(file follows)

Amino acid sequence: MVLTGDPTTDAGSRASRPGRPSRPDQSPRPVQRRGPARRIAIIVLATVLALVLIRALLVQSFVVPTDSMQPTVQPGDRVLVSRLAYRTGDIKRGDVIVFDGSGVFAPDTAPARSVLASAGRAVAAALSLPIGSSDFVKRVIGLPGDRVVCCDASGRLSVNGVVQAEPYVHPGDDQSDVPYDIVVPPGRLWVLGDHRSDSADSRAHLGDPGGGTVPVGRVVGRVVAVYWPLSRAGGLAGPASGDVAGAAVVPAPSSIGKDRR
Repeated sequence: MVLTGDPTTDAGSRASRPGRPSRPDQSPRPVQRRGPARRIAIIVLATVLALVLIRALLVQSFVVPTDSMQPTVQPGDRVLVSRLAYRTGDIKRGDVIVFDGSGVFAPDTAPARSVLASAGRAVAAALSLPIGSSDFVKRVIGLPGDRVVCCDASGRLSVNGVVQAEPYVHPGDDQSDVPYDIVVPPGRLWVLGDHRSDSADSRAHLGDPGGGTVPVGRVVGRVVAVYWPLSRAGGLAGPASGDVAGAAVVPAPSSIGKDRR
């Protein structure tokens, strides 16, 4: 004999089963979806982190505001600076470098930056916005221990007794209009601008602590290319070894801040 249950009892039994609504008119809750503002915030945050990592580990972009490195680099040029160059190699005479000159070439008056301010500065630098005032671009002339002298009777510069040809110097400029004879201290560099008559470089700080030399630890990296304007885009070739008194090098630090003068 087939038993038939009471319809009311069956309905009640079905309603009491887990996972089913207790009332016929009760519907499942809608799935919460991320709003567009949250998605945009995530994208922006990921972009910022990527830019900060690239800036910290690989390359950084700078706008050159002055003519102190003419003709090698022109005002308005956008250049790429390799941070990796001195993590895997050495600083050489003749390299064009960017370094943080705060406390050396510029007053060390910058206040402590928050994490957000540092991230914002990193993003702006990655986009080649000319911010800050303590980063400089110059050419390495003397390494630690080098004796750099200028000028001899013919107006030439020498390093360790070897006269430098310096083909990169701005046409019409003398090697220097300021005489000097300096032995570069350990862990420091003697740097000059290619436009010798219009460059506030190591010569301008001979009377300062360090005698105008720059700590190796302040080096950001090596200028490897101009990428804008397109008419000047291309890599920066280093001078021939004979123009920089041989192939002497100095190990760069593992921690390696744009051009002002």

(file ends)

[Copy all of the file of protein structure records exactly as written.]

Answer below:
Amino acid sequence: MVLTGDPTTDAGSRASRPGRPSRPDQSPRPVQRRGPARRIAIIVLATVLALVLIRALLVQSFVVPTDSMQPTVQPGDRVLVSRLAYRTGDIKRGDVIVFDGSGVFAPDTAPARSVLASAGRAVAAALSLPIGSSDFVKRVIGLPGDRVVCCDASGRLSVNGVVQAEPYVHPGDDQSDVPYDIVVPPGRLWVLGDHRSDSADSRAHLGDPGGGTVPVGRVVGRVVAVYWPLSRAGGLAGPASGDVAGAAVVPAPSSIGKDRR
Repeated sequence: MVLTGDPTTDAGSRASRPGRPSRPDQSPRPVQRRGPARRIAIIVLATVLALVLIRALLVQSFVVPTDSMQPTVQPGDRVLVSRLAYRTGDIKRGDVIVFDGSGVFAPDTAPARSVLASAGRAVAAALSLPIGSSDFVKRVIGLPGDRVVCCDASGRLSVNGVVQAEPYVHPGDDQSDVPYDIVVPPGRLWVLGDHRSDSADSRAHLGDPGGGTVPVGRVVGRVVAVYWPLSRAGGLAGPASGDVAGAAVVPAPSSIGKDRR
């Protein structure tokens, strides 16, 4: 004999089963979806982190505001600076470098930056916005221990007794209009601008602590290319070894801040 249950009892039994609504008119809750503002915030945050990592580990972009490195680099040029160059190699005479000159070439008056301010500065630098005032671009002339002298009777510069040809110097400029004879201290560099008559470089700080030399630890990296304007885009070739008194090098630090003068 087939038993038939009471319809009311069956309905009640079905309603009491887990996972089913207790009332016929009760519907499942809608799935919460991320709003567009949250998605945009995530994208922006990921972009910022990527830019900060690239800036910290690989390359950084700078706008050159002055003519102190003419003709090698022109005002308005956008250049790429390799941070990796001195993590895997050495600083050489003749390299064009960017370094943080705060406390050396510029007053060390910058206040402590928050994490957000540092991230914002990193993003702006990655986009080649000319911010800050303590980063400089110059050419390495003397390494630690080098004796750099200028000028001899013919107006030439020498390093360790070897006269430098310096083909990169701005046409019409003398090697220097300021005489000097300096032995570069350990862990420091003697740097000059290619436009010798219009460059506030190591010569301008001979009377300062360090005698105008720059700590190796302040080096950001090596200028490897101009990428804008397109008419000047291309890599920066280093001078021939004979123009920089041989192939002497100095190990760069593992921690390696744009051009002002």